London Buses route 81
|Vehicle||Alexander Dennis Enviro400 10.2m|
|Peak vehicle requirement||13|
|Night-time||Night Bus N9|
|Start||Hounslow bus station|
|Length||12 miles (19 km)|
|Journey time||39–73 minutes|
|Operates||04:48 until 00:35|
The first regular motor bus service between Hounslow and Slough was introduced on Sunday, 14 July 1912, by the London General Omnibus Company as their route 62. It ran between Hounslow, the Bell, and Windsor Castle, via Bath Road, Colnbrook High Street, London Road, Slough High Street, Windsor Road, Eton High Street, Windsor Bridge and Thames Street. It ran hourly on Sundays only, and was operated from Turnham Green Garage (code V) with B-type buses, which carried 16 passengers inside and 18 on top, at a maximum speed of 12 miles an hour. The first bus was B214, which survived to the 1980s. Passengers were carried on garage journeys between Turnham Green and Hounslow.
The route was an immediate success, and was soon increased in frequency. In August 1912 it stated running daily and was renumbered as route 81, the number it still carries over 100 years later. When Hounslow Garage (code AV) was opened in December 1913 operation was transferred there and it became the route's eastern terminus. The Great War caused shortages of manpower and fuel, and in January 1915 Hounslow Garage was closed and route 81 was suspended. It was reintroduced on Sundays from 2 April 1915, operated with buses from Turnham Green. Wartime conditions led to it being withdrawn again on 24 July 1916.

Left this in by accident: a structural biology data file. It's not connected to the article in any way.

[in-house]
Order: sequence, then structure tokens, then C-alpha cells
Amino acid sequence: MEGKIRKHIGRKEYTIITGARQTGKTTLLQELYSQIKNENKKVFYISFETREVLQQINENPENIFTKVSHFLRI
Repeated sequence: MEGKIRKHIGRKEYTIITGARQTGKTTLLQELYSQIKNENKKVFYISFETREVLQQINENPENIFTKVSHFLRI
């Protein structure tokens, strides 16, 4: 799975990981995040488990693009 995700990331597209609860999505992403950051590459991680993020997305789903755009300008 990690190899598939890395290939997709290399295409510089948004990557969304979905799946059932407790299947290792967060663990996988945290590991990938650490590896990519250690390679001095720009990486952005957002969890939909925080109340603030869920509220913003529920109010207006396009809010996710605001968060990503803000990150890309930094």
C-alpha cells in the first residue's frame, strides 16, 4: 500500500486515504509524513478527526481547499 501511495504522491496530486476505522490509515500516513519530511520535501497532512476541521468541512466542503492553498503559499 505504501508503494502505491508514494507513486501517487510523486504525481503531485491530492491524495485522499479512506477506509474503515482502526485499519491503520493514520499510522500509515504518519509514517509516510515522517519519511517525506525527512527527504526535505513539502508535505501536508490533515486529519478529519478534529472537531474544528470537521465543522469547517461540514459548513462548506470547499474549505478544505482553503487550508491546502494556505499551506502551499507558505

On 13 April 1919 the route was reintroduced on Sundays, operated now from Mortlake Garage (code M), with garage journeys via Richmond and Isleworth. Operation was transferred to Hounslow Garage when that reopened in July 1919. In June 1920 daily operation restarted.
In 1921 the route was extended from Hounslow via Isleworth, Richmond, and Barnes Common to Hammersmith Broadway. This ran daily until 3 January 1922, when it was cut back to terminate at Hounslow once more.
In 1924 the B-type buses for replaced by open-top NS vehicles.
For the summer of 1926 the route was extended from Hounslow via the newly built Great West Road and South Ealing Road to Ealing Broadway. This was not repeated in subsequent years.
The open-top NS-type buses were replaced by covered-top NS buses in February 1931, and by modern ST vehicles in October of the same year.
Under the London Passenger Transport Act 1933, the London General Omnibus Company was subsumed into the new London Transport on 1 July 1933, and route 81 became part of its Central Buses division.
On 30 October 1935 additional journeys were introduced on weekdays between Hounslow Garage and Cranford, Queen's Head, via Cranford High Street. These supplemented the service on route 91, for which the Queen's Head was the western terminus.